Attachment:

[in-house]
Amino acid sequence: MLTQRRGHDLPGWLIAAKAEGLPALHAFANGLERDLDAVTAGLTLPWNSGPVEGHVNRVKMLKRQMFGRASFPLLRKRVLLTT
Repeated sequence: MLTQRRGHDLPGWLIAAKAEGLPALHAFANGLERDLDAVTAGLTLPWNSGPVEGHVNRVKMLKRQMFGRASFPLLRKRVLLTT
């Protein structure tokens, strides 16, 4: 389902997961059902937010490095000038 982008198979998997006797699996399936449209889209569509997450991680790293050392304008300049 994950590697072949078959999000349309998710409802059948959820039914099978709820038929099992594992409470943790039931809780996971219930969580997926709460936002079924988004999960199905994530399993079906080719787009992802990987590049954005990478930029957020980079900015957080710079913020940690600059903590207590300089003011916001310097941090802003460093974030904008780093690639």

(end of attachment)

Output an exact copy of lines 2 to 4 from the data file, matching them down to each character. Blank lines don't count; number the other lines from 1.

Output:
Amino acid sequence: MLTQRRGHDLPGWLIAAKAEGLPALHAFANGLERDLDAVTAGLTLPWNSGPVEGHVNRVKMLKRQMFGRASFPLLRKRVLLTT
Repeated sequence: MLTQRRGHDLPGWLIAAKAEGLPALHAFANGLERDLDAVTAGLTLPWNSGPVEGHVNRVKMLKRQMFGRASFPLLRKRVLLTT
């Protein structure tokens, strides 16, 4: 389902997961059902937010490095000038 982008198979998997006797699996399936449209889209569509997450991680790293050392304008300049 994950590697072949078959999000349309998710409802059948959820039914099978709820038929099992594992409470943790039931809780996971219930969580997926709460936002079924988004999960199905994530399993079906080719787009992802990987590049954005990478930029957020980079900015957080710079913020940690600059903590207590300089003011916001310097941090802003460093974030904008780093690639």